It was all painfully reminiscent of the three games the Cowboys have lost this year, as well as of the 10 they have won. Overall, in the 13 first halves, they have outscored the opposition by 181 points to 91, but in the second halves their margin has been only 135-126. At least Saturday's turnabout was less complete than their first game with the Redskins, when the Cowboys led 20-7 at halftime but managed to lose 24-20. That particular second-half swoon kept Dallas from winning a divisional championship for the first time since 1965, which means that the Cowboys will be on the road for any and all playoff games.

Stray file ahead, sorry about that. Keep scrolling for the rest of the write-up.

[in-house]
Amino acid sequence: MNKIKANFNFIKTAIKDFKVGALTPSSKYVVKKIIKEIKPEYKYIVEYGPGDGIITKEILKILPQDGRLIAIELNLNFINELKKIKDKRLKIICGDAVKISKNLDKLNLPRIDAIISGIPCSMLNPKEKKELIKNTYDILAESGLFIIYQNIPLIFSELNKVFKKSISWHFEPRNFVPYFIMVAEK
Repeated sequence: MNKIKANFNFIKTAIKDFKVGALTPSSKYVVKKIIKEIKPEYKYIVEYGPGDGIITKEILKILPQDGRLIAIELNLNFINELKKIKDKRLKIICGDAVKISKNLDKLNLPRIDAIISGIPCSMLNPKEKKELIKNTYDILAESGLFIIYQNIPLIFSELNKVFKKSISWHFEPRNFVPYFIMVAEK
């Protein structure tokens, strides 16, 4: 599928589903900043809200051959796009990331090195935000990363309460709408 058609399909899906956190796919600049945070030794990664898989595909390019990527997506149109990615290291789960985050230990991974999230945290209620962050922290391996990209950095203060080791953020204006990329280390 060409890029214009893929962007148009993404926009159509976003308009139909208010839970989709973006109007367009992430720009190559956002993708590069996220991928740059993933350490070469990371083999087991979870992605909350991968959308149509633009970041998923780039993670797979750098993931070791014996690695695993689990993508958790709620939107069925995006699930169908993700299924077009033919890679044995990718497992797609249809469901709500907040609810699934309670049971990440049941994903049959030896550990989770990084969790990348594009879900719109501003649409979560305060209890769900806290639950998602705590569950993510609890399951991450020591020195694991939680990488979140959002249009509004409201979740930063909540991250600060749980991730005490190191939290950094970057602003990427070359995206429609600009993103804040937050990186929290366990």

Chuck Howley, the six-time All-Pro outside linebacker who tore ligaments in his left knee in the third quarter last Saturday and is now lost for the season, spoke before the game about the weekly Cowboy second-half collapse. "Our problem could be overcaution," he said. "In the first half we're fresh and we are not afraid to take chances. Then we lay back, trying to avoid looking bad in the game films. You know, the Cowboys have always been real big on statistics, so we're always conscious out there of how we'll grade out in the films on Tuesday morning. The irony is that when I look back on the big plays I've made in my career, I realize I've always been out of position when I made them."